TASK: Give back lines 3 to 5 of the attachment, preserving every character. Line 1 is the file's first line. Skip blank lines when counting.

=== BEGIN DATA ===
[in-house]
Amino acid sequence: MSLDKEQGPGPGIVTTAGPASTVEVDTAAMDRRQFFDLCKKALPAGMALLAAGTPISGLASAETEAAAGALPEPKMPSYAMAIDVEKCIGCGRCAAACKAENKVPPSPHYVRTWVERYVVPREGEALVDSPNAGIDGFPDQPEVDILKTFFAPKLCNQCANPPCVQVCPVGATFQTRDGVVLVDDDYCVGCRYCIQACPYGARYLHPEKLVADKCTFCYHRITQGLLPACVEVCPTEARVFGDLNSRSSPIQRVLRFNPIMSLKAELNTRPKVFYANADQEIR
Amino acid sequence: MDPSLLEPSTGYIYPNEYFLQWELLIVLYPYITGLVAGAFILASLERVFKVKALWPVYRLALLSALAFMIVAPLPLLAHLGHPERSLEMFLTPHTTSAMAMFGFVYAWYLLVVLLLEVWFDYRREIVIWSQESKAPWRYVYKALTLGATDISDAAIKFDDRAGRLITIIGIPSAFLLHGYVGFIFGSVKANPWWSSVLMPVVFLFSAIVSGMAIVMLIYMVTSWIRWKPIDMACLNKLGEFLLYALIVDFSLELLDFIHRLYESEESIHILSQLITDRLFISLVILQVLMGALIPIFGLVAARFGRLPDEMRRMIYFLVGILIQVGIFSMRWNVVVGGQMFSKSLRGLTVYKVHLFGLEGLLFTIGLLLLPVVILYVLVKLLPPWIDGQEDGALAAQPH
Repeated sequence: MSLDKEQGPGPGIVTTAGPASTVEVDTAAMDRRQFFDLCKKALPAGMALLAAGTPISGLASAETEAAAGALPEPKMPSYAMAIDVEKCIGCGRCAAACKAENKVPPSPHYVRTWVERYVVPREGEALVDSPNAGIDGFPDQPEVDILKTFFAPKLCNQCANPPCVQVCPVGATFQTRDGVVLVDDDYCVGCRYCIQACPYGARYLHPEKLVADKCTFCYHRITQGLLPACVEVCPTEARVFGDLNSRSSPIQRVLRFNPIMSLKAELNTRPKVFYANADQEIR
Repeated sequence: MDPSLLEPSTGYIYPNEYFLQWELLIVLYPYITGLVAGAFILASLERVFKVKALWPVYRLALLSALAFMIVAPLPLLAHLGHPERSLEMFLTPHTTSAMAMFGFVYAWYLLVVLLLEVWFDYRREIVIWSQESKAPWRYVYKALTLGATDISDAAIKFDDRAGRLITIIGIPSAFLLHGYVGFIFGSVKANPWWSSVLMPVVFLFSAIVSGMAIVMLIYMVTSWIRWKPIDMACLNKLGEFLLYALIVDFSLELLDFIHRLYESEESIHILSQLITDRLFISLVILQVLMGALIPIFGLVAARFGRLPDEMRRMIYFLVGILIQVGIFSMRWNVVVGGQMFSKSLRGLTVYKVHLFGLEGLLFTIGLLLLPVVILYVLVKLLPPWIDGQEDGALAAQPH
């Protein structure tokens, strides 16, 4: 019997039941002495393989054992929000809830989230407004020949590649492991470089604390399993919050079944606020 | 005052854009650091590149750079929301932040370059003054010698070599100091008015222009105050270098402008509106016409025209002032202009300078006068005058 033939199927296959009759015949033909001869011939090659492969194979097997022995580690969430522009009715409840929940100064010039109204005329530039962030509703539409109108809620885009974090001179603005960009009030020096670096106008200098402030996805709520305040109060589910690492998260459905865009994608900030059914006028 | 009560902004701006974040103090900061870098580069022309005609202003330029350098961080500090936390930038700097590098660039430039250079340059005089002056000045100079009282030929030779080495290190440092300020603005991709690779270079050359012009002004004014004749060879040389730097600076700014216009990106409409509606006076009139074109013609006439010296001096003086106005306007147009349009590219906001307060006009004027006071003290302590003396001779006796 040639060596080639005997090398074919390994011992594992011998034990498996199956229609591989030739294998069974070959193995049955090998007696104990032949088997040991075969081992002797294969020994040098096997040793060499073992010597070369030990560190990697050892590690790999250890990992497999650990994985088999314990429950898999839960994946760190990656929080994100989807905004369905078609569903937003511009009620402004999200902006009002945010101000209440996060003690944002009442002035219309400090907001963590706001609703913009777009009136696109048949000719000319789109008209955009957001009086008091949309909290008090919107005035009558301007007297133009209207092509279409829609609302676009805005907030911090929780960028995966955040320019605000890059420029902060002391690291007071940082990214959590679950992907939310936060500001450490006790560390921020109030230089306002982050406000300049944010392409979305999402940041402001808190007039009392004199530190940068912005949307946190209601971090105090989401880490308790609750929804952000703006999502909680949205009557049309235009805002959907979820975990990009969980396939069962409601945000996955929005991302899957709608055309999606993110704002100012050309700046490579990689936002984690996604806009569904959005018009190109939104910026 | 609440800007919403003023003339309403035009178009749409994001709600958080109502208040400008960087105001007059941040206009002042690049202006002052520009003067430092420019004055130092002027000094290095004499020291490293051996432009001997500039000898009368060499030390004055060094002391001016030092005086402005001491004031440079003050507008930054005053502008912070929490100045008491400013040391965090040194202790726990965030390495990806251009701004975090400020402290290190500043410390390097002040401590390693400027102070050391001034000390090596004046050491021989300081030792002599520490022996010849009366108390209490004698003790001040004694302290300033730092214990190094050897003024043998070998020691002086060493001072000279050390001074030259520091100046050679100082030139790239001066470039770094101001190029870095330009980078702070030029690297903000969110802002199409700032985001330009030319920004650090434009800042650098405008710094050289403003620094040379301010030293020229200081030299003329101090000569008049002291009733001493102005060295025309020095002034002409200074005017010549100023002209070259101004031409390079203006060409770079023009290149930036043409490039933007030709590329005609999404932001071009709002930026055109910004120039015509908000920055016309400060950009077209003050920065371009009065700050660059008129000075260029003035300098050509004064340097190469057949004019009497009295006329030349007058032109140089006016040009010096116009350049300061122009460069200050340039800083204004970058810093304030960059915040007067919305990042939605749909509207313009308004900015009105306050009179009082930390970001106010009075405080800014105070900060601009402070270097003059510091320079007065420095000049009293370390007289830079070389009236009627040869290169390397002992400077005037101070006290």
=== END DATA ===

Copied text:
Amino acid sequence: MDPSLLEPSTGYIYPNEYFLQWELLIVLYPYITGLVAGAFILASLERVFKVKALWPVYRLALLSALAFMIVAPLPLLAHLGHPERSLEMFLTPHTTSAMAMFGFVYAWYLLVVLLLEVWFDYRREIVIWSQESKAPWRYVYKALTLGATDISDAAIKFDDRAGRLITIIGIPSAFLLHGYVGFIFGSVKANPWWSSVLMPVVFLFSAIVSGMAIVMLIYMVTSWIRWKPIDMACLNKLGEFLLYALIVDFSLELLDFIHRLYESEESIHILSQLITDRLFISLVILQVLMGALIPIFGLVAARFGRLPDEMRRMIYFLVGILIQVGIFSMRWNVVVGGQMFSKSLRGLTVYKVHLFGLEGLLFTIGLLLLPVVILYVLVKLLPPWIDGQEDGALAAQPH
Repeated sequence: MSLDKEQGPGPGIVTTAGPASTVEVDTAAMDRRQFFDLCKKALPAGMALLAAGTPISGLASAETEAAAGALPEPKMPSYAMAIDVEKCIGCGRCAAACKAENKVPPSPHYVRTWVERYVVPREGEALVDSPNAGIDGFPDQPEVDILKTFFAPKLCNQCANPPCVQVCPVGATFQTRDGVVLVDDDYCVGCRYCIQACPYGARYLHPEKLVADKCTFCYHRITQGLLPACVEVCPTEARVFGDLNSRSSPIQRVLRFNPIMSLKAELNTRPKVFYANADQEIR
Repeated sequence: MDPSLLEPSTGYIYPNEYFLQWELLIVLYPYITGLVAGAFILASLERVFKVKALWPVYRLALLSALAFMIVAPLPLLAHLGHPERSLEMFLTPHTTSAMAMFGFVYAWYLLVVLLLEVWFDYRREIVIWSQESKAPWRYVYKALTLGATDISDAAIKFDDRAGRLITIIGIPSAFLLHGYVGFIFGSVKANPWWSSVLMPVVFLFSAIVSGMAIVMLIYMVTSWIRWKPIDMACLNKLGEFLLYALIVDFSLELLDFIHRLYESEESIHILSQLITDRLFISLVILQVLMGALIPIFGLVAARFGRLPDEMRRMIYFLVGILIQVGIFSMRWNVVVGGQMFSKSLRGLTVYKVHLFGLEGLLFTIGLLLLPVVILYVLVKLLPPWIDGQEDGALAAQPH